Ceramics Program at Fredonia
Fredonia’s Ceramics program will expose you to both traditional and contemporary methods of creative expression with clay. You will develop extensive hand-building techniques and skill on the potter's wheel as well as the technical knowledge for managing ceramics glazing and firing. Natural gas, electric, and raku kilns are available for use at various temperature ranges for oxidation, reduction stoneware, and raku firing techniques. Hands-on studio experience is supported by abundant visual exposure to global, historical, and contemporary artworks in clay
The Fredonia Difference
Our program fosters a love of clay and promotes individual creativity among student artists/artisans, preparing you for life-long involvement in ceramics. New well-equipped studios totaling more than 10,588 sq. feet for ceramics and sculpture offer a significant resource for work in 3D media. The ceramics facility in Rockefeller Arts Center centers around a main instructional area with hand-building and wheel-throwing equipment, digital projector, large projection screen, and wi-fi access. Adjacent spaces include a kiln room, fully stocked glaze lab, clay mixing room, plaster room, an outdoor kiln patio used for primitive and atmospheric firings, a student exhibition/critique space, and multiple small, informal display areas. Nearby sculpture studios provide easy access to woodworking and metal fabrication shops. Fredonia has a competitive application process that requires the submission of an art portfolio.
- Professional craft/fine artist
- Art teacher
- Art therapy
- Gallery/museum positions
- Historic restoration/conservation
- Industrial design
It's Different Here
Electric potter's wheels
The ceramics studio also has two 36" slab rollers, two clay extruders, five Bailey wedging tables, a Soldner clay mixer, a Dayton Grinder Stand, a Peter Pugger, a Shimpo Pug-mill, a Shimpo Ball Mill, and a Laguna Spray Booth.
Experiment with glazing treatments
Students can use premixed slips or creating unique formulations from mineral stocks in our dedicated glazing room.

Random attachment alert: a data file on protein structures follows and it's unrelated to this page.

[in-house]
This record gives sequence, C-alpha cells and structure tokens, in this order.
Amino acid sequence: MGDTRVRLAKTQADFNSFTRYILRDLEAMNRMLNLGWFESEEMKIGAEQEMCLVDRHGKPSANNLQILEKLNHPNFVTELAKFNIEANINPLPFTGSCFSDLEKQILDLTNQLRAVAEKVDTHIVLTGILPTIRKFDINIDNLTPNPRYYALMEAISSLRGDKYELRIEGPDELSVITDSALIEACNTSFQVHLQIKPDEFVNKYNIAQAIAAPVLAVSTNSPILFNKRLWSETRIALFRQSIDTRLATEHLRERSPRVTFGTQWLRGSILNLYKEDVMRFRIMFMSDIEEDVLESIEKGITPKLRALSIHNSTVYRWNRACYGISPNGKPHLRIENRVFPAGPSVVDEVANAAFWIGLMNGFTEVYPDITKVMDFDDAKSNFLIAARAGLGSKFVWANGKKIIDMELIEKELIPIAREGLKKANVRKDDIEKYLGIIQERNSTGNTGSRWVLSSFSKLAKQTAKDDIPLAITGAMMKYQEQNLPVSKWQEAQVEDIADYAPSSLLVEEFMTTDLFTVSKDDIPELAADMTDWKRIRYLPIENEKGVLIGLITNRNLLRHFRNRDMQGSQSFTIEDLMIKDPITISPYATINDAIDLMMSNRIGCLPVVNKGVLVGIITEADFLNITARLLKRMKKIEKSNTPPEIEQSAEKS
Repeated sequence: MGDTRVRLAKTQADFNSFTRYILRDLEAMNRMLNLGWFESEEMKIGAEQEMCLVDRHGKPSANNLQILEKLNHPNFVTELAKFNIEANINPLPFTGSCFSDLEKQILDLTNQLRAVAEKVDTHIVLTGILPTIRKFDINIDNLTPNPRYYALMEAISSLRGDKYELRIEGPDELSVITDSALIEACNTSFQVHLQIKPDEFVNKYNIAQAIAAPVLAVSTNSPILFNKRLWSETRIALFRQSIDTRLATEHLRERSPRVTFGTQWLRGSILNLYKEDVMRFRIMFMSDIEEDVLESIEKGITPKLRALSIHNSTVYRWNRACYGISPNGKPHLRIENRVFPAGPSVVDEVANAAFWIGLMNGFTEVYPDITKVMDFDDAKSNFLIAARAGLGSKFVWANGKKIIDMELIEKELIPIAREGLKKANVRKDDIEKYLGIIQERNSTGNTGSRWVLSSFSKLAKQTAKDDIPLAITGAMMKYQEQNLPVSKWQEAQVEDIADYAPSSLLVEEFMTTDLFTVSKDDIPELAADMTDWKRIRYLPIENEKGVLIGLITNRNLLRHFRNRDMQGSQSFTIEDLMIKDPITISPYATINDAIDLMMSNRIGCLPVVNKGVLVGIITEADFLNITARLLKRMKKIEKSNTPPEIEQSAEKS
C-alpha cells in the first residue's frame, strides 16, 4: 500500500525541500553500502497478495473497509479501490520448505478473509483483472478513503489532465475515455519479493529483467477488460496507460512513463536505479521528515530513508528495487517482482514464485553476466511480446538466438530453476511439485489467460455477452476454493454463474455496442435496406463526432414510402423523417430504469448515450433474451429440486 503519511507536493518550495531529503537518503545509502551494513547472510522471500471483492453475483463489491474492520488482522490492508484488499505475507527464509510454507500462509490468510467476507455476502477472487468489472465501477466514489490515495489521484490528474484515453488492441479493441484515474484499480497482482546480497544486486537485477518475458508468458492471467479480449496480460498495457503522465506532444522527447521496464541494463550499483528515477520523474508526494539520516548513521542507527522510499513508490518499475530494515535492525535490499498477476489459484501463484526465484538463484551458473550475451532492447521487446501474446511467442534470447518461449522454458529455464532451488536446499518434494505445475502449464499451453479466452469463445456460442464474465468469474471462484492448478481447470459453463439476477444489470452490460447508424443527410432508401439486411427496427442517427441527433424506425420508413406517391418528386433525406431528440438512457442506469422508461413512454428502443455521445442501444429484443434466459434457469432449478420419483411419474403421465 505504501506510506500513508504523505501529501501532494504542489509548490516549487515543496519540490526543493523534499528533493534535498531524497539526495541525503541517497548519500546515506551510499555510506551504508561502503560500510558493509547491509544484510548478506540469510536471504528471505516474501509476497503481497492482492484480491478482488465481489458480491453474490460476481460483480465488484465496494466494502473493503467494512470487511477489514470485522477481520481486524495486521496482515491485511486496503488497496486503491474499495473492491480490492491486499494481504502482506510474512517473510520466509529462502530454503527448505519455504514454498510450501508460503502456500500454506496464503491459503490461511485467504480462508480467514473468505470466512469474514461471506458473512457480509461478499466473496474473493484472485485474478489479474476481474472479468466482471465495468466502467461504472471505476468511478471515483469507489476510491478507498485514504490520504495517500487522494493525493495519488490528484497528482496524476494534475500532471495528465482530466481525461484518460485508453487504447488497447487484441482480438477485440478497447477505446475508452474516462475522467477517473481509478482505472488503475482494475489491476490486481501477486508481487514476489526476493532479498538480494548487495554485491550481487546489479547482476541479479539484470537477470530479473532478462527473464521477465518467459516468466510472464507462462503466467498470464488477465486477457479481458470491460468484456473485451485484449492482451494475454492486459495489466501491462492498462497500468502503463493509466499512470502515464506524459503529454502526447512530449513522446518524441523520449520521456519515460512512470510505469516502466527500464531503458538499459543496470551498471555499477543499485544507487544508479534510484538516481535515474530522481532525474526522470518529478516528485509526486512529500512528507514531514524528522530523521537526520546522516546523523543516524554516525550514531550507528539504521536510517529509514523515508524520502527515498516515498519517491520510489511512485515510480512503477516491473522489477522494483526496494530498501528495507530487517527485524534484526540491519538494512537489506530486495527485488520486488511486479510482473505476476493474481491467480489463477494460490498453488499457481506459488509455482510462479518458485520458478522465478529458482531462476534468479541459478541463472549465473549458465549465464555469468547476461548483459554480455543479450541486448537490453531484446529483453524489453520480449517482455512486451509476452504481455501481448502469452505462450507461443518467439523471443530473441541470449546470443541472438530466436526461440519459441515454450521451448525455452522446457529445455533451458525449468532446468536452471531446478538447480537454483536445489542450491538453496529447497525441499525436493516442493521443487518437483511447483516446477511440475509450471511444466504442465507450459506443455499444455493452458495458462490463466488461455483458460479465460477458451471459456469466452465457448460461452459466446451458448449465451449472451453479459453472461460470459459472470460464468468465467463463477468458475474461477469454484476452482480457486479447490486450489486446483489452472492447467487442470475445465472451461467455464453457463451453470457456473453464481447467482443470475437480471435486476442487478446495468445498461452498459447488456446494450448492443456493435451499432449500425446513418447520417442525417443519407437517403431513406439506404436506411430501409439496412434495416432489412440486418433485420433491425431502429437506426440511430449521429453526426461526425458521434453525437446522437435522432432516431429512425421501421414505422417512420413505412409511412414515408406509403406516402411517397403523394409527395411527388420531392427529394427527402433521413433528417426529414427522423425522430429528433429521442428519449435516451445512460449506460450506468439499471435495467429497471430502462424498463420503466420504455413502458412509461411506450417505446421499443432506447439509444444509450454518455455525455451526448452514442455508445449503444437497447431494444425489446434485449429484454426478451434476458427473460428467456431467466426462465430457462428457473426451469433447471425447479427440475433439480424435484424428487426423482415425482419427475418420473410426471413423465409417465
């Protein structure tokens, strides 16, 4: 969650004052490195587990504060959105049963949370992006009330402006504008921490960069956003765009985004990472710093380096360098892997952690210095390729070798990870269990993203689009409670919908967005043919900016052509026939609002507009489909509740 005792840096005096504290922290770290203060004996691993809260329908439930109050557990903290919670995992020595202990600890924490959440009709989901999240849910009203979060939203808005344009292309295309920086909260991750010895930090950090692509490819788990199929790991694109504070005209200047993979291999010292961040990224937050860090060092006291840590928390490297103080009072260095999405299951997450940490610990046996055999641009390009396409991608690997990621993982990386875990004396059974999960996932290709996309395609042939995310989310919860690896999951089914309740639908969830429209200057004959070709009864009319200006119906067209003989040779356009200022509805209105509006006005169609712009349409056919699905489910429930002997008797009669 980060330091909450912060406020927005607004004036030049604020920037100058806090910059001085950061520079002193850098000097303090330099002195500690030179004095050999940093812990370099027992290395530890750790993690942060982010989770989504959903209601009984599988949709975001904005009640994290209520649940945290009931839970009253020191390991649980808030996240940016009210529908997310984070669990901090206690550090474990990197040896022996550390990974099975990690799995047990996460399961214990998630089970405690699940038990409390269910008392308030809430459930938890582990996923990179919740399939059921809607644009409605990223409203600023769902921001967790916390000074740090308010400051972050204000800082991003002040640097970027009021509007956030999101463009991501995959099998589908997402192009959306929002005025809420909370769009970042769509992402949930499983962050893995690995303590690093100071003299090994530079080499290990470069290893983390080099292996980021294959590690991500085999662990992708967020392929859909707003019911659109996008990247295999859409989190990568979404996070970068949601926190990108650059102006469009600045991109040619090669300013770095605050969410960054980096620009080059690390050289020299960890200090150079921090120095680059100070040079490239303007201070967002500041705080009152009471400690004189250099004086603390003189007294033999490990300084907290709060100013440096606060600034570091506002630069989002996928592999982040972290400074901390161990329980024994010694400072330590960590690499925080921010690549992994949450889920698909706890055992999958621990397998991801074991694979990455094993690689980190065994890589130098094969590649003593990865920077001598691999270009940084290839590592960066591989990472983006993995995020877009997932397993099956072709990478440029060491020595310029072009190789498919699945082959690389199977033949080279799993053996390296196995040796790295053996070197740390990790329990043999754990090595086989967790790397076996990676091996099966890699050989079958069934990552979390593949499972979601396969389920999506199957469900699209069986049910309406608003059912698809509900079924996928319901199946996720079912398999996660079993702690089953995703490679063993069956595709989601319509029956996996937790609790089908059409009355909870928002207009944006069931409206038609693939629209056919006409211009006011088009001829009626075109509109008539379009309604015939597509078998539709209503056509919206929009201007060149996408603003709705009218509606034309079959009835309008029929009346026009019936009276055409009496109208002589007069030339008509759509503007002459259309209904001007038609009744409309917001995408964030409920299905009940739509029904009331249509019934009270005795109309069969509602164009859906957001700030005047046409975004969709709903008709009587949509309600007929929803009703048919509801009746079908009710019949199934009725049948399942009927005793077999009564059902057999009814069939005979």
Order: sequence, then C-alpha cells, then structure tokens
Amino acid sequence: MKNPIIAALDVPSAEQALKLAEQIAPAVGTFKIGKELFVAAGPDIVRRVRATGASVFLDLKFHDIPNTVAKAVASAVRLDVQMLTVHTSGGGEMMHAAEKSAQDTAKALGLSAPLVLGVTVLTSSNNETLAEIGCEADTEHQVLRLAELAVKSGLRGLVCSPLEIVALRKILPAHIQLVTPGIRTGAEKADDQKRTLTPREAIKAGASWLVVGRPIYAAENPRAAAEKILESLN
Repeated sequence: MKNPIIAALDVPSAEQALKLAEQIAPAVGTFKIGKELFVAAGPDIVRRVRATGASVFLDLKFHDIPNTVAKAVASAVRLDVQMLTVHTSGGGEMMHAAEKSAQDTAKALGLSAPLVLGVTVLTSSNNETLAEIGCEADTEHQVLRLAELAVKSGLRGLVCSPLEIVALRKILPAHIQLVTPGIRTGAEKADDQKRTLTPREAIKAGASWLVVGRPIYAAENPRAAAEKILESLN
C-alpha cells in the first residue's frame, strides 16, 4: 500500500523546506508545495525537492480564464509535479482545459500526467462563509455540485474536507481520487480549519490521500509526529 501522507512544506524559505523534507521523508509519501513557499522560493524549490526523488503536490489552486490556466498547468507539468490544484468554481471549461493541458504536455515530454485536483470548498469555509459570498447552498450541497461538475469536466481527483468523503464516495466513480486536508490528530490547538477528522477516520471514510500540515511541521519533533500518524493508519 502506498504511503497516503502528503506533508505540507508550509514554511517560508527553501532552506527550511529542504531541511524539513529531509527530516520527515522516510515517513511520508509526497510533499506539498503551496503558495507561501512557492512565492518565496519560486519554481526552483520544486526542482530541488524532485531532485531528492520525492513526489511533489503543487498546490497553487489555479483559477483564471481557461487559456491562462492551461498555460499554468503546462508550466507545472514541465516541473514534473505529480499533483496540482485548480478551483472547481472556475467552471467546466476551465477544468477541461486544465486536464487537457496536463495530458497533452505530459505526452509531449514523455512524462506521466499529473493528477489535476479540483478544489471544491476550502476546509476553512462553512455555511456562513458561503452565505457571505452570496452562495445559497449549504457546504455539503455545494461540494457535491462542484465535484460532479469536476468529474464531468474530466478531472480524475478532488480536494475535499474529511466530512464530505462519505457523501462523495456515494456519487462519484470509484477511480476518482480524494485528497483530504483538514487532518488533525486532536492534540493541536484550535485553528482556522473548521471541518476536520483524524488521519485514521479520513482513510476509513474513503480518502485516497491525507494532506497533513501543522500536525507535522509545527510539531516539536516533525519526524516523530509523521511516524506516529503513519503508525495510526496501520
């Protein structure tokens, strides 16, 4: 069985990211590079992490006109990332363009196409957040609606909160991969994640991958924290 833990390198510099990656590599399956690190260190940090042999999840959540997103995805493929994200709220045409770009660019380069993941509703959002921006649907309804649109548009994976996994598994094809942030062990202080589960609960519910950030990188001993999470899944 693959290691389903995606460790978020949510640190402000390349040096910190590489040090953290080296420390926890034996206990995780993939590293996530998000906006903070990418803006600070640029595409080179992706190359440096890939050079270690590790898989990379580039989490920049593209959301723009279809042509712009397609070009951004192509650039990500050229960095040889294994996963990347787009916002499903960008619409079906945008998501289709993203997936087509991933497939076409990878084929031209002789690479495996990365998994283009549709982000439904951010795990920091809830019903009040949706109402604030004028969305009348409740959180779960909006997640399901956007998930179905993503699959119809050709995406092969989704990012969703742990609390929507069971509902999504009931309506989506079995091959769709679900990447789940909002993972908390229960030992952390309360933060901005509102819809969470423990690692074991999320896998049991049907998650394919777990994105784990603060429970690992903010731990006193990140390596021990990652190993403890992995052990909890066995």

Firings are done in various kilns for a variety of effects
Bailey 73-cubic-foot computerized Shuttle DownDraft Gas Kiln, Bailey 45-cubic-foot computerized DownDraft Gas Kiln, Bailey 23-cubic-foot and Bailey 17.5-cubic-foot Thermo Logic front-loading comp
Why Ceramics at Fredonia?
Visiting Artist Program
The Visiting Artist Program offers exposure to a variety of art and design professionals from around the country and world during special lectures and gallery openings.
Fredonia’s Ceramics program is fully accredited by NASAD, the National Association of Schools of Art and Design.
The Visual Arts and New Media Department distributes 13 scholarships each year to incoming and upper-level students, including the Fredonia Potter’s Co-op Award, which is granted to a major in ceramics based on achievement and potential.
ARTS 270 Foundations in Clay
The elements and principles of 3D design are explored through introduction to basic techniques for the construction of ceramic objects without the use of the potters wheel.
ARTS 271 Pottery on the Wheel
The rudiments of wheel forming pottery lead to the creation of bowls, vases, jars, and teapots in ceramics. Glazing and firing techniques for stoneware clay are covered.
ARTS 241 Figure Modelling
A beginning course in methods and materials appropriate for sculptural expression of the human form. Clay, plaster, mold making, and casting techniques are covered. Technical and conceptual development of form is stressed.